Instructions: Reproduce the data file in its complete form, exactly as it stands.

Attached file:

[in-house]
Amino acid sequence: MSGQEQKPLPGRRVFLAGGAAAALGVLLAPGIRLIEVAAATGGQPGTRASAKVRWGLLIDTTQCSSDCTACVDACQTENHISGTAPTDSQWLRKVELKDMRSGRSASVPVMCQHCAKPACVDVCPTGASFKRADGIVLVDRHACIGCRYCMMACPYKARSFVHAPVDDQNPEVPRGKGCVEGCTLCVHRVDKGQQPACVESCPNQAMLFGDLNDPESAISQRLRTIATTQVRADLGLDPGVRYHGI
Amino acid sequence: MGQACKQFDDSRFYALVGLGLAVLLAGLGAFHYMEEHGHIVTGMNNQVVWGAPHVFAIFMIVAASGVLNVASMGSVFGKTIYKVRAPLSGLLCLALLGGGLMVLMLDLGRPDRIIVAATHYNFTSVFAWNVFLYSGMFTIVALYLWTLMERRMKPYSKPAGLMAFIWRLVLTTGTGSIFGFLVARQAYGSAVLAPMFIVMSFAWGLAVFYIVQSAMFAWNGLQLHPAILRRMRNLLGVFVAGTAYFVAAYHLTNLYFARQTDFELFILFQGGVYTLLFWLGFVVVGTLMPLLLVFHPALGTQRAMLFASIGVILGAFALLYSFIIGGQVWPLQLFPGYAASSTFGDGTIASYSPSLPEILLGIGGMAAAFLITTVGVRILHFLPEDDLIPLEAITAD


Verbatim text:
[in-house]
Amino acid sequence: MSGQEQKPLPGRRVFLAGGAAAALGVLLAPGIRLIEVAAATGGQPGTRASAKVRWGLLIDTTQCSSDCTACVDACQTENHISGTAPTDSQWLRKVELKDMRSGRSASVPVMCQHCAKPACVDVCPTGASFKRADGIVLVDRHACIGCRYCMMACPYKARSFVHAPVDDQNPEVPRGKGCVEGCTLCVHRVDKGQQPACVESCPNQAMLFGDLNDPESAISQRLRTIATTQVRADLGLDPGVRYHGI
Amino acid sequence: MGQACKQFDDSRFYALVGLGLAVLLAGLGAFHYMEEHGHIVTGMNNQVVWGAPHVFAIFMIVAASGVLNVASMGSVFGKTIYKVRAPLSGLLCLALLGGGLMVLMLDLGRPDRIIVAATHYNFTSVFAWNVFLYSGMFTIVALYLWTLMERRMKPYSKPAGLMAFIWRLVLTTGTGSIFGFLVARQAYGSAVLAPMFIVMSFAWGLAVFYIVQSAMFAWNGLQLHPAILRRMRNLLGVFVAGTAYFVAAYHLTNLYFARQTDFELFILFQGGVYTLLFWLGFVVVGTLMPLLLVFHPALGTQRAMLFASIGVILGAFALLYSFIIGGQVWPLQLFPGYAASSTFGDGTIASYSPSLPEILLGIGGMAAAFLITTVGVRILHFLPEDDLIPLEAITAD